The first, device.cordova, simply refers to the version of Cordova used in the app. Obviously that's not needed on the web. Model, platform, and version could be derived by looking at the user agent string, which you can get via navigator.userAgent. Unfortunately, due to years and years of browser vendors hiding their true identities or adding particular strings to make front-end code think they are something else, the string can be a bit hard to parse.
UUID is a unique value for the device, but has different meanings on different platforms. Serial is also device specific. None of these will be available to you.
In general, it depends. You can detect iOS by looking for Safari in the user agent (see the source code for the browser version of the Device plugin) and do the same for Android. I'd probably shy away from this and focus more on feature detection. There's always exceptions to that rule too. iOS supported IndexedDB for a while and it was quite a bad implementation.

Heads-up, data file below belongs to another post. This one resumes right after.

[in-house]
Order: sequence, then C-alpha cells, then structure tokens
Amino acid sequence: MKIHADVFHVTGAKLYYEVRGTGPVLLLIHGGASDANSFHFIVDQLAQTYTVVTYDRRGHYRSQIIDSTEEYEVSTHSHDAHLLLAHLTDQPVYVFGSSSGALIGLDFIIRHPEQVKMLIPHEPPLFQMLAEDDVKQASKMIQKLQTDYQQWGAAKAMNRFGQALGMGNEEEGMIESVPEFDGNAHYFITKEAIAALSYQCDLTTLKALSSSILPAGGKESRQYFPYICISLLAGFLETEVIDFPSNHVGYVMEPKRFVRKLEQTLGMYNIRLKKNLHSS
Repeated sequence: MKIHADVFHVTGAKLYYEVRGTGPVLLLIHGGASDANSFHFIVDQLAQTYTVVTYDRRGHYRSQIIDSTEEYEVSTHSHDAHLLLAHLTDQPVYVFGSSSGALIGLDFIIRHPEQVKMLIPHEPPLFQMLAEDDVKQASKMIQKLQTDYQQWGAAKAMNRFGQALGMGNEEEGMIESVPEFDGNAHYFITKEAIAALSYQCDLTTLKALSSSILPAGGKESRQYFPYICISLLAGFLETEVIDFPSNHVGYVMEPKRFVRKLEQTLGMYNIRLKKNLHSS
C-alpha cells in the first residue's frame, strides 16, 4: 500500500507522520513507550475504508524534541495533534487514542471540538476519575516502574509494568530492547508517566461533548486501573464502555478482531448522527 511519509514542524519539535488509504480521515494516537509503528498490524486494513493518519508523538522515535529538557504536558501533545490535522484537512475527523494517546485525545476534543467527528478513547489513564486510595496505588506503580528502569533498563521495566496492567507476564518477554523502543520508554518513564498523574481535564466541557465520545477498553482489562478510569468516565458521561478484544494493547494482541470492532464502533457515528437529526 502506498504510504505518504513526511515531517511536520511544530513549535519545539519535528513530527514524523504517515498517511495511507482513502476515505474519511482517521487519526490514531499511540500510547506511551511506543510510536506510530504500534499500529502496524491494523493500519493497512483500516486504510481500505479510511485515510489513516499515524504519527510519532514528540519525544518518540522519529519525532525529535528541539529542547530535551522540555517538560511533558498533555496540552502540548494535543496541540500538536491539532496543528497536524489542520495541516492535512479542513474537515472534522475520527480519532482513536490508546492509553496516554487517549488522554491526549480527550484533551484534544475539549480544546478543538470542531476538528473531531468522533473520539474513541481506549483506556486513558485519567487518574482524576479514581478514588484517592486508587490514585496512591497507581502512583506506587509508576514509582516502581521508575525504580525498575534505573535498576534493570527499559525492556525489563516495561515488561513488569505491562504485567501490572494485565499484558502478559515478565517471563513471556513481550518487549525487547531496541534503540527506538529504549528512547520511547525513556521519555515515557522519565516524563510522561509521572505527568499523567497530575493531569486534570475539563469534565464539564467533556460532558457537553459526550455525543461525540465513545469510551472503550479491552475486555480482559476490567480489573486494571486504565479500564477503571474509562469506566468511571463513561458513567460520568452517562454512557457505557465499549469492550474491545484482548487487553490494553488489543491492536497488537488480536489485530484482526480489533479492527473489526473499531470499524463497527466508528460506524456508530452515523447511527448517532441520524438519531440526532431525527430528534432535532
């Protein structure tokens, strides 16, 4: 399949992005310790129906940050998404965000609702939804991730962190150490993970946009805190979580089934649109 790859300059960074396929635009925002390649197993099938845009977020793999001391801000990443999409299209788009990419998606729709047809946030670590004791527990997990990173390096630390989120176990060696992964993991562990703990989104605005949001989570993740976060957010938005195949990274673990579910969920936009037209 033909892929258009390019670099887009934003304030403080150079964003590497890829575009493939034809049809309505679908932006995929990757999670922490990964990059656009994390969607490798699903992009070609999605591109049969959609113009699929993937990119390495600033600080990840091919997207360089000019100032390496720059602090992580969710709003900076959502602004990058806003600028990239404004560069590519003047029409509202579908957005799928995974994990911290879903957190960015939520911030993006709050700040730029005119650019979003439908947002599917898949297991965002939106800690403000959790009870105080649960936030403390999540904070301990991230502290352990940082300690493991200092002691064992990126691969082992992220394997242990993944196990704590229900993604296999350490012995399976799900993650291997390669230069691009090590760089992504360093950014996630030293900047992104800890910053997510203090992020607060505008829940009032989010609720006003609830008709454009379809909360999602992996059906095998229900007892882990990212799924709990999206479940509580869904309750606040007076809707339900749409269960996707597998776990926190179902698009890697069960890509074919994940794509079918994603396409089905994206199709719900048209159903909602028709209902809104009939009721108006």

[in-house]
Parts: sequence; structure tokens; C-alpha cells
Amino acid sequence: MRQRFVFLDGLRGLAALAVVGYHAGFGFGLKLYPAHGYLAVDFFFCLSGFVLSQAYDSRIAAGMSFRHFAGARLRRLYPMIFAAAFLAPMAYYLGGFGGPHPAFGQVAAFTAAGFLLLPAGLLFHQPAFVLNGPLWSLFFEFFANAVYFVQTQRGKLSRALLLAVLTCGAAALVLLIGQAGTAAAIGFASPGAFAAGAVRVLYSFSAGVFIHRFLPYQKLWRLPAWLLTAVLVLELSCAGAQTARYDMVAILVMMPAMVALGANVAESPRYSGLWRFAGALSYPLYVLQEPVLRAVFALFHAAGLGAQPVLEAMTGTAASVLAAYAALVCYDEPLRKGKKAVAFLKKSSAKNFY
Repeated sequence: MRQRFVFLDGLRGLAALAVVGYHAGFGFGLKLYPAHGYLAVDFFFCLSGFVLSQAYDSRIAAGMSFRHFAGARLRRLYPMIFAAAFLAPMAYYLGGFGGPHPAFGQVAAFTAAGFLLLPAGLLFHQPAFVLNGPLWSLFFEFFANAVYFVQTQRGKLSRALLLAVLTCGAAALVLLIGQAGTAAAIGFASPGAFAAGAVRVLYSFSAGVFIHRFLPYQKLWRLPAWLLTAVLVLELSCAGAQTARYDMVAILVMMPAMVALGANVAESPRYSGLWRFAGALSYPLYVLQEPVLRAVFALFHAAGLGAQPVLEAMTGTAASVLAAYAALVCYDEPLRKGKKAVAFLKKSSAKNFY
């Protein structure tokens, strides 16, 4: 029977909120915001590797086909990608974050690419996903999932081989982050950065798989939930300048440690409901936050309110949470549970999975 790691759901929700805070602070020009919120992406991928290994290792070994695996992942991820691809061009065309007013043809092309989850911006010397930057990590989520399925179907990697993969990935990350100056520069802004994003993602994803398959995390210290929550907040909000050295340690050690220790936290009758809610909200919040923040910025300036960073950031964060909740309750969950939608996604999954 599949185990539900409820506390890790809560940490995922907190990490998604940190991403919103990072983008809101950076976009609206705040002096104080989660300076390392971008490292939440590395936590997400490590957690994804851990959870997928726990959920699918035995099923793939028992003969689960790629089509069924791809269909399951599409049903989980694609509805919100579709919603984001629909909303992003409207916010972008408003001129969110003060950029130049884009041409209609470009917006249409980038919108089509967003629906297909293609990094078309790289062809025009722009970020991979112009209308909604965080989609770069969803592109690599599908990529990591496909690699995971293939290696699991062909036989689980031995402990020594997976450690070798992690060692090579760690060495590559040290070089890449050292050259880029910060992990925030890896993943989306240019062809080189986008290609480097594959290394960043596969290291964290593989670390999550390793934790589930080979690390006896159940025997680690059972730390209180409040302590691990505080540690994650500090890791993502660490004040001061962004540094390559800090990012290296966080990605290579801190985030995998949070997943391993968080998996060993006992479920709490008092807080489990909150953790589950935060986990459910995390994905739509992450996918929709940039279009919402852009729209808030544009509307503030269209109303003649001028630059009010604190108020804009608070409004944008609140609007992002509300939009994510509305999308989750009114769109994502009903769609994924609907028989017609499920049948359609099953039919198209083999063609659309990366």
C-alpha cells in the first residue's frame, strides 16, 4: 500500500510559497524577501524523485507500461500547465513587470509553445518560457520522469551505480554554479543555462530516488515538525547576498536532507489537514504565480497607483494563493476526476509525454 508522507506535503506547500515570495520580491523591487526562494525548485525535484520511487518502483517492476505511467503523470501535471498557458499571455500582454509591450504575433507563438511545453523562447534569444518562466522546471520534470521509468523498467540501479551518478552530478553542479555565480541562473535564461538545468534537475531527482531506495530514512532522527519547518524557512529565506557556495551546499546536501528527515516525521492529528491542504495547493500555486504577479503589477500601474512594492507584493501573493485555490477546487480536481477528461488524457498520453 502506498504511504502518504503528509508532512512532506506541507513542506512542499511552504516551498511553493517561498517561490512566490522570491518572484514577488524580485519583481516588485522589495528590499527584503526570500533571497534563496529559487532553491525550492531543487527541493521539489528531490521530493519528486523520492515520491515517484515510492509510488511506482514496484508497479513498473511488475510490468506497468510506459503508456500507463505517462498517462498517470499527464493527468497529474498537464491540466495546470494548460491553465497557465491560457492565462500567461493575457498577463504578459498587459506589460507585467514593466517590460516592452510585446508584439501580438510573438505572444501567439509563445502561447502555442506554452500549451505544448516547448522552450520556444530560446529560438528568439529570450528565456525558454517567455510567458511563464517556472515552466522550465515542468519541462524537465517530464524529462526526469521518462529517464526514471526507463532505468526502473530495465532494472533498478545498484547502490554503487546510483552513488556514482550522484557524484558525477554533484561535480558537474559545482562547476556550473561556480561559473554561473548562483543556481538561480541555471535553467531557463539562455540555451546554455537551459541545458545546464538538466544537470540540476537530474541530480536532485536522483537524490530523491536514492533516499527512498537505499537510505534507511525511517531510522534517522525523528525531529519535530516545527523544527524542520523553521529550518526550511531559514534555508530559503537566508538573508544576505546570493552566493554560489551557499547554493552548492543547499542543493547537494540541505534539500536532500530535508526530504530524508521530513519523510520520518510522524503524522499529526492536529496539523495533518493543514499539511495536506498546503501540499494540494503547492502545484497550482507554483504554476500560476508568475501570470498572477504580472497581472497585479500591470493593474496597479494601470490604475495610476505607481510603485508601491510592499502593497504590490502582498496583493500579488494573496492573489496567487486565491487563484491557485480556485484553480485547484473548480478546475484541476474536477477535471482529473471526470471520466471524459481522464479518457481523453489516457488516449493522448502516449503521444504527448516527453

As for the UUID, you probably only need to worry about identifying the user if your site/app includes some form of login. You could generate your own UUID and store it in client-side storage, but that can be manipulated by the end user. (Am I the only one randomly changes LocalStorage values for fun?)
The Device Motion plugin returns data about the device's accelerometer. Basically, is the device moving, and if so, how much in three dimensions? The Device Orientation plugin tells you what direction the device is pointing.
Both plugin supports getting the current values as well as setting up an interval to return the current values.
The proper spec is a bit more complex. You can listen for a "deviceorientation" and/or "devicemotion" to get similar values, so in order to mimic exactly what the Cordova plugin has, you would need to register/deregister listeners yourself in some timed fashion, or simply listen for the event and ignore the results if you don't care during a certain timeframes.
Support for this is pretty good:
But be sure to read the notes on the CanIUse report about Safari and how it handles values related to true north.
It seems safe to use provided you remember the different API. As long as you aren't plotting the return of astronauts from outer space, it should be more than good enough for web usage. As an aside, a great use of the device motion API is "shake to reload". There is no "shake" event, but you can check if the motion values have changed enough to represent a proper shake event.
I wrote up a simple demo of the device motion API here: Using Device Motion on the Web.
And here is an example of the Dialog's plugin alert API. It lets you customize the title and button.